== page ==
Now if you are one of those people who has made up their minds to treat all hip-hop music as violent, angry, nihlistic, misogynistic musoc with little if anyredeeming social value then you will not get what made the music so great. If you aren't, you might have heard of some of the people who played, or at least you should have. That concert basically got together some of the best musicians alive today. People whose music has kept me company for literally thousands of hours over the last decade or so. At the very least you might want to open up your minds and grab the soundtrack when it hits. I know I will.

Otherwise, these are the albums that I have been inspired to play this week.

The Roots: Things Fall Apart, Phrenology and The Tipping Point
Mos Def: Black on Both Sides
Takib Kweli: Train of Thought, Quality
Black Star: Black Star
Common: Like Water for Chocolate
Kanye West: The College Dropout
The Fugees: The Score
Dead Prez: Lets Get Free
Erykah Badu: Mama's Gun
Jill Scott: Who Is Jill Scott? Words and Sounds, Vol. 1

Sidenote: While I'd personally love to see this movie get some Oscar recognition in the documentary category, I'll wager a small amount of money that it'll never happen.

Either way, good listening.

Wednesday, March 08, 2006

Universal Black Constant #1

I kind of wondered into this post topic by accident while writing about Eric Jerome Dickey's new 'Storm' comic book. One of the things I found interesting about it was the fact that he showed the animosity that sometimes tends to exist between Africans and black Americans. At the same time I've been thinking about a post on the genius of the boondocks character 'Uncle Ruckus'. What they both have in common is what I tend to refer to Universal Black Constant #1. Namely black people don't like black people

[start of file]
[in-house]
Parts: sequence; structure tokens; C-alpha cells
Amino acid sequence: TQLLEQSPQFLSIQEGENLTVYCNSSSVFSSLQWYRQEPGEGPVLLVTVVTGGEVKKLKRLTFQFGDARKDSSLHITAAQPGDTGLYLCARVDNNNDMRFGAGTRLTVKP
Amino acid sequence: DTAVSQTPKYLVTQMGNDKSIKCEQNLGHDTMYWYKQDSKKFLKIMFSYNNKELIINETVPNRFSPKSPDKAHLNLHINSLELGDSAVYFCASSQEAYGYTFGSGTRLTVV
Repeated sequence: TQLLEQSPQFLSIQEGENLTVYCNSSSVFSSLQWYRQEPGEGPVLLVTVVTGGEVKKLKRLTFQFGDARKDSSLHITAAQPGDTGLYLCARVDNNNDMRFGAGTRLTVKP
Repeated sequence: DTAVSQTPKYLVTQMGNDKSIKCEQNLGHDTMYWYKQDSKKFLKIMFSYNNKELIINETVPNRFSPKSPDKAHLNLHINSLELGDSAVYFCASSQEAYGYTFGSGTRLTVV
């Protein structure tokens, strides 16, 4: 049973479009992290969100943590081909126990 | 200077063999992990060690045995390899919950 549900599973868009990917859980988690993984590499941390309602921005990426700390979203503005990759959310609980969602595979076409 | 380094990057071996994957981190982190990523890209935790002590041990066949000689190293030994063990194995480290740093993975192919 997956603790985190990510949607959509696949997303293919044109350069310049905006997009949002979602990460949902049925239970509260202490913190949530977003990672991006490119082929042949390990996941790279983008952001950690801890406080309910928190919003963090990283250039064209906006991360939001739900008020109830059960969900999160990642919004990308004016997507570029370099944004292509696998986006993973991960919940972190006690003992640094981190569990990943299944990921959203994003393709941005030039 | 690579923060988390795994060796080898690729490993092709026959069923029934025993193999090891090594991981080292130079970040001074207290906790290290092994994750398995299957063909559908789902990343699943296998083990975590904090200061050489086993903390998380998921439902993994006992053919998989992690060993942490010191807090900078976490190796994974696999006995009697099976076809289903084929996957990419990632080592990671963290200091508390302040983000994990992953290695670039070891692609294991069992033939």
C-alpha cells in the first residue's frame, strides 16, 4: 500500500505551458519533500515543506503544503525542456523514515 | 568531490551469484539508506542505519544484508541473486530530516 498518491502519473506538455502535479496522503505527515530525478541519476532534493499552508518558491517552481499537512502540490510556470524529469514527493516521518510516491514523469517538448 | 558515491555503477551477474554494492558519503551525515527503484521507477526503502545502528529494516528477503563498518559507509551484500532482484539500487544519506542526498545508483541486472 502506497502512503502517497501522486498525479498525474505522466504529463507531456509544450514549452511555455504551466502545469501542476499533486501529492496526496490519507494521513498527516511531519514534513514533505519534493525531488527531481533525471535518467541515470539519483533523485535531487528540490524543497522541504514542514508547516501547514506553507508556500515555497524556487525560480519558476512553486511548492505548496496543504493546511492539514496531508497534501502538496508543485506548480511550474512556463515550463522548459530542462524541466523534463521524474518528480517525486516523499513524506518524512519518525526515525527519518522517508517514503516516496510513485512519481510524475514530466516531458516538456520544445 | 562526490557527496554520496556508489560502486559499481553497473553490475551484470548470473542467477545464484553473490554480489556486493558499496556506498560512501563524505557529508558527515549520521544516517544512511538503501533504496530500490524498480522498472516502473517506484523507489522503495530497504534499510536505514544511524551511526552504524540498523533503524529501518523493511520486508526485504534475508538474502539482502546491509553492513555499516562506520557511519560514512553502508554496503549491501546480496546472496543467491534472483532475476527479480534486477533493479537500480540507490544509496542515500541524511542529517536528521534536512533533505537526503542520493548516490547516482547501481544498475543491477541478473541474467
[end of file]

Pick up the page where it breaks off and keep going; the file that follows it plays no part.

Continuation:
The most damaging legacy of slavery and colonization is , in my opinion, the widespread inferiority complex it left across all of those affected. The truth is that most black people, regardless of where they are born, have to deal with the message that the very fact of their birth makes them less than everyone else, but especially white people, from the day they learn how to communicate. Maybe a little after if they are lucky.

Africans and West Indians have the advantage of only being stuck with each other, which means that we are required to acknowledge each other's competence to a degree that isn't necessary here. Its still there though. Just about every African I know can tell you stories of Ruckus style comments made by other Africans. Most notably a wish for a return to colonial rule because the Europeans ran the continent better.

Now consider the fact that human beings have a natural tendency to place themselves in a hierarchy and consider what happens to those who know from day 1 that they are assigned the bottom rung. A struggle to stratify the bottom rung begins with everyone trying to be on small of that little space so at least they are better than someone. Hence all of the above reasons are amplified by the need to put down the other group in order to feel a little better about yourself and your group. Not the smartest solution known to man, but definitely understandable. And that right there is a vast majority of the reason different groups of black people stay at each other's throats.

The genius of Uncle Ruckus, in my opinion, is the fact that he brings light to the thoughts that lie buried in the minds of a lot of people, black and non black, tend to carry around with them and avoid talking about. I think there's a lot to be gained by actively admitting to and confronting the mindset instead of pretending it doesn't exist.